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Inside a Titan

Strong where it has to be

The 3D model for the Titan 2 camera tray is the most complex model I have made. It's a rather big rig for kite aerial photography, but the job it has to do is straightforward: 1) hold two cameras pointed in the same direction, 2) be strong and rigid yet lightweight, 3) allow easily detachable legs, 4) allow the tray to be either tilted or horizontal, and 5) allow easy, balanced attachment to a frame. The real challenge was to make such a model that would be easy to print on a small 3D printer.

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The Titan 2 Rig tray has seven areas of internal structure which print more solid than the rest of the part. The oval windows have removable grids of support so their ceilings are smoother.
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This blue PLA plastic transmits enough light to allow internal structure to be seen. The three big drill pads for tripod bolts are visible. The vertical stripes are the honeycomb structure from the side.

The constraints imposed by 3D printing are myriad. Printing is slow, especially if parts are solid. So parts are typically mostly air with a network of plastic strands or plates. That affects strength, so the proper combination of part thickness and fill is needed. If bolts will connect parts together, that area of the part has to be solid enough so it will resist compression. The Titan 2 Rig tray has seven areas where bolts might be tightened, and each has to be more solid than the rest of the tray. These areas have thin plates inside the walls of the 3D model which slicing programs try to recreate in their instructions to the printer for where to put plastic. The largest of these areas are on the camera platforms where holes for a tripod bolt must be drilled. This hole could be anywhere, so most of the platform is a more or less solid drilling pad.

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Size is a constraint with the Titan 2 tray because the build platform of a MakerBot Replicator 1 is just big enough for a tray that can hold two point & shoot cameras. I wanted the leg brackets at the corners of the tray to angle outwards so the legs did not get photographed, but that caused them to exceed the horizontal limits of the build area. So the brackets had to be tucked inwards so they could angle outwards, and that required building special supporting structures without impinging too much on the cameras' space.

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Two aborted prints of Titan 2 Rig trays. One print was stopped when only 5 mm high (left) and the other was stopped later at a height of about 10 mm (right). The camera platform is filled with honeycomb except for the area of the drill pad which is essentially solid plastic. The earlier aborted print on the left had not reached the level of the drill pad. MakerWare is the only slicer I have been able to use on this part.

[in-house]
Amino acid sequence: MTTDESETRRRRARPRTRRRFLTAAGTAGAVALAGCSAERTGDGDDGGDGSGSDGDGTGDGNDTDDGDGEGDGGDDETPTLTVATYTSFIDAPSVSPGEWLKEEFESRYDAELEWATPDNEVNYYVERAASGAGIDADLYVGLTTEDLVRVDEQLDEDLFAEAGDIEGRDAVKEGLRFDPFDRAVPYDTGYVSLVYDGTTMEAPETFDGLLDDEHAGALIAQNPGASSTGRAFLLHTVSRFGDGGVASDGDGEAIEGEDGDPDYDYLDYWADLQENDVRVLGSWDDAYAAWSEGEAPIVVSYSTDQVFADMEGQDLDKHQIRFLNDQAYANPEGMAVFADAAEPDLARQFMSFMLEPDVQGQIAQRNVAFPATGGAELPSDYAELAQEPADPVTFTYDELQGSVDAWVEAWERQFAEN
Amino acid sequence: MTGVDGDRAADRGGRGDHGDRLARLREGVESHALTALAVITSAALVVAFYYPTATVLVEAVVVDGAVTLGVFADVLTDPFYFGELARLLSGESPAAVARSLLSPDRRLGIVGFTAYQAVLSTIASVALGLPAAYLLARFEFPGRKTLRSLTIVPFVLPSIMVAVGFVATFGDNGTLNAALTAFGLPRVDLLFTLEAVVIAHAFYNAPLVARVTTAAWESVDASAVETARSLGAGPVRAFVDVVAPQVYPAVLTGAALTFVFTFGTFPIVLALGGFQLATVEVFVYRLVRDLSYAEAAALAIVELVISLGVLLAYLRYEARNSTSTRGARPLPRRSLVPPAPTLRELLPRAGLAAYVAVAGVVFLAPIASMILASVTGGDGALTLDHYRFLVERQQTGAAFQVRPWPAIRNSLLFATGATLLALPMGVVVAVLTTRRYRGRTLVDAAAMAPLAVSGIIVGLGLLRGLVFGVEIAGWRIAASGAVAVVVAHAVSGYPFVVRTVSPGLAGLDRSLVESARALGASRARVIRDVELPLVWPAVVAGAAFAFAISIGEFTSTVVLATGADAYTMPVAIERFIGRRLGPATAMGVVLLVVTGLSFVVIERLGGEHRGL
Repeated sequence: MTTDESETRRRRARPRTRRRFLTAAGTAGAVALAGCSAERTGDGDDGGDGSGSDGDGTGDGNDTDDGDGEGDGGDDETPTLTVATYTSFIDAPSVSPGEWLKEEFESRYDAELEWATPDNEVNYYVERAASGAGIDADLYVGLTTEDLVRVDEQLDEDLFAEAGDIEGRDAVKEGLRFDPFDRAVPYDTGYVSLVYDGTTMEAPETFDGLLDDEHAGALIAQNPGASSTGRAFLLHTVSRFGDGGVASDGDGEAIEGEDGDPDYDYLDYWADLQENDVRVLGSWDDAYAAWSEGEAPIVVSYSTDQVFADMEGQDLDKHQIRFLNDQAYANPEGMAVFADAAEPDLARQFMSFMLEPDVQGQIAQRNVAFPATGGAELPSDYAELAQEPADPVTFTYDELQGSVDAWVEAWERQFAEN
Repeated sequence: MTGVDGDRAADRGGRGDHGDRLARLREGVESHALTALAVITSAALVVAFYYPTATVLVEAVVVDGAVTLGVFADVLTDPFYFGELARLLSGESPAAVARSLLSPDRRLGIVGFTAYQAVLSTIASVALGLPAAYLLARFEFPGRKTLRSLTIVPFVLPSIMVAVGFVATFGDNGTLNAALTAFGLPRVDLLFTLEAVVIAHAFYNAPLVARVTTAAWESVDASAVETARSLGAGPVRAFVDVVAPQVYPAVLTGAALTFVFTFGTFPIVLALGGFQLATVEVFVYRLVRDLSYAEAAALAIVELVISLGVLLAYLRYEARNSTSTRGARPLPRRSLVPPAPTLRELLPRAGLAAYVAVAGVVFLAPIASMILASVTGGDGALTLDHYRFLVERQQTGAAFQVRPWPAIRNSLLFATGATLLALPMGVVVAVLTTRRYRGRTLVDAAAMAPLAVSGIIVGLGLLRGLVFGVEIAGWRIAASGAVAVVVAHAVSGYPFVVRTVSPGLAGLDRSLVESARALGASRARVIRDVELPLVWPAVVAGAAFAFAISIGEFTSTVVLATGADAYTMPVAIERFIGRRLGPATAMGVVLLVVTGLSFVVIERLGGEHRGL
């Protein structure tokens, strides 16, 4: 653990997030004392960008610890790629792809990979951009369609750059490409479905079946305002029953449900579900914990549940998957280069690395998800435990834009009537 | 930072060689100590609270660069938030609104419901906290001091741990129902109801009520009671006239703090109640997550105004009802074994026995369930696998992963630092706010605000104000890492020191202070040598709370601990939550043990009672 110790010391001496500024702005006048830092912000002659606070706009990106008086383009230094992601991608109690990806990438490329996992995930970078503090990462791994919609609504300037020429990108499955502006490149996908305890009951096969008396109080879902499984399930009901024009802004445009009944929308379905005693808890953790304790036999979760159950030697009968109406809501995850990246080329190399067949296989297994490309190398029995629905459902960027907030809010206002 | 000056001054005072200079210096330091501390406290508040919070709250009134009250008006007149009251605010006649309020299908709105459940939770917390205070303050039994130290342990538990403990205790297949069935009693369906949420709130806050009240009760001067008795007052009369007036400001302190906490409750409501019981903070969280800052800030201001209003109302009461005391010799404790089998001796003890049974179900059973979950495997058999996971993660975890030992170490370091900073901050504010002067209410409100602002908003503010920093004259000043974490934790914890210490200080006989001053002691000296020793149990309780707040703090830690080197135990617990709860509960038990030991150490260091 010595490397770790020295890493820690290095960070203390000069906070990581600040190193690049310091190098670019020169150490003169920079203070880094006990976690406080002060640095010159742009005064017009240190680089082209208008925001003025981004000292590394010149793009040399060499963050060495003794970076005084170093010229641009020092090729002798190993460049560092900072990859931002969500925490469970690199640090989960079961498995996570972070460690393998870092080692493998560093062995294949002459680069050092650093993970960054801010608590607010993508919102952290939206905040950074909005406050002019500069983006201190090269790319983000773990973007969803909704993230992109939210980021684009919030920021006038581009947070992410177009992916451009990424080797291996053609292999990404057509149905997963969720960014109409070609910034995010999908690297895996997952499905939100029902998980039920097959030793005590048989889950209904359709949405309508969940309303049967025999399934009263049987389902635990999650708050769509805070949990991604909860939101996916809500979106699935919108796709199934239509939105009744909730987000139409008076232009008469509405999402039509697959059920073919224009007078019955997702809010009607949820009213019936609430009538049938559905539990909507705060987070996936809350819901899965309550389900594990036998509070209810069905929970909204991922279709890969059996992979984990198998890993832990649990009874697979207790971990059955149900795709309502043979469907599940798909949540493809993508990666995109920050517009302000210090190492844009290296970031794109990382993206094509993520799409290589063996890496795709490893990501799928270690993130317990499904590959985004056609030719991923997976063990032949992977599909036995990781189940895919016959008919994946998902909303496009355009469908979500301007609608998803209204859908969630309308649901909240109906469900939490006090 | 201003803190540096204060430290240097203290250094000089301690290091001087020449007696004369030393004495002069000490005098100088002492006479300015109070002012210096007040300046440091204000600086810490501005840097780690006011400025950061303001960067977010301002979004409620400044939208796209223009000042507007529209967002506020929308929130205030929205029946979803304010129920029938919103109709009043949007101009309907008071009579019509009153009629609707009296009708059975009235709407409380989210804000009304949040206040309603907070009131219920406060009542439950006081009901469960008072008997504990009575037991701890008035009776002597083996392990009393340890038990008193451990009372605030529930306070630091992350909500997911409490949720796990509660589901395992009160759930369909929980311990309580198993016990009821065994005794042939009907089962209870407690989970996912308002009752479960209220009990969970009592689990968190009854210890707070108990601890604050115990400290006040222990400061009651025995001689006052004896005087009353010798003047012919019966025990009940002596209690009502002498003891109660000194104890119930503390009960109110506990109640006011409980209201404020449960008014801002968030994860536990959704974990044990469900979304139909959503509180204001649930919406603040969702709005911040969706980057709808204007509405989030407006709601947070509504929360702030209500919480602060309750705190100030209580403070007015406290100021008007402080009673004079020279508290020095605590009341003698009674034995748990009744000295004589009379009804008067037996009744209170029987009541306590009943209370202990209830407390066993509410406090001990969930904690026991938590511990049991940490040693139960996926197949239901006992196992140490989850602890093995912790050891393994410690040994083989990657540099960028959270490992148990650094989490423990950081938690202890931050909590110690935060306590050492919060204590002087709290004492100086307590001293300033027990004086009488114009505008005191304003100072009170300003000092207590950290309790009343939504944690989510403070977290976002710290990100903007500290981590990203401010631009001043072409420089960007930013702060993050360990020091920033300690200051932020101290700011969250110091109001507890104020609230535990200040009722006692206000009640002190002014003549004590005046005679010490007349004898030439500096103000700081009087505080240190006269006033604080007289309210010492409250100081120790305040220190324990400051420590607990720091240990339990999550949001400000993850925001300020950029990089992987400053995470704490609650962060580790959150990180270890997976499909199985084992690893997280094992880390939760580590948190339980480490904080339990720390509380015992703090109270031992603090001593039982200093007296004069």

To make it easy to print a part, it’s really nice if there are no overhangs that require support. FDM (fused deposition modeling) printers have to build the part bottom-to-top and can deposit plastic only on top of other plastic. Slicing programs decide where temporary structures have to be built alongside the part to support overhangs, but these require more time, can fail, and sometimes are messy to remove. The Titan 2 tray was designed so it will print without support. That required some compromises, but it makes it possible for more people to print their own easily. The big oval windows are marginal for printing with no support, so I added a thin grid inside them. This ensures that the ovals don’t sag and the thin plastic is easy to remove. But it was too thin for my primary slicing program, Simplify3D, to deal with. Coincidentally, that program also choked on other aspects of the model, so I could only slice it in MakerWare. It’s the only KAPtery part that I don’t slice in Simplify3D.

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The angled leg brackets could not extend outside the build area so they had to be shifted inwards. This way they do not increase the horizontal dimensions of the required build area and the whole tray can be printed larger.
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It took me a long time to figure out how to make the supports for the angled leg brackets strong enough without severely limiting the space available for the cameras to fit on the end platforms. The supports also had to print without support, hence the gently angled sides.

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Both of the wide versions of the Redstone camera tray have alternate bolt holes for attachment to the frame, but also have drill pads in case a new hole must be drilled to balance a camera. A large pad fills the bottom of the tray for drilling the tripod bolt hole.
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These are Wide Trays for the Redstone Rig and have large drill pads of dense plastic in their bases. These models were sliced with Simplify3D and do not have the honeycomb structure typical of parts sliced with MakerWare. Simplify3D's crisscrossing strands are not as strong as MakerWare's honeycomb, so I make the grid tighter than I would with MakerWare.

 

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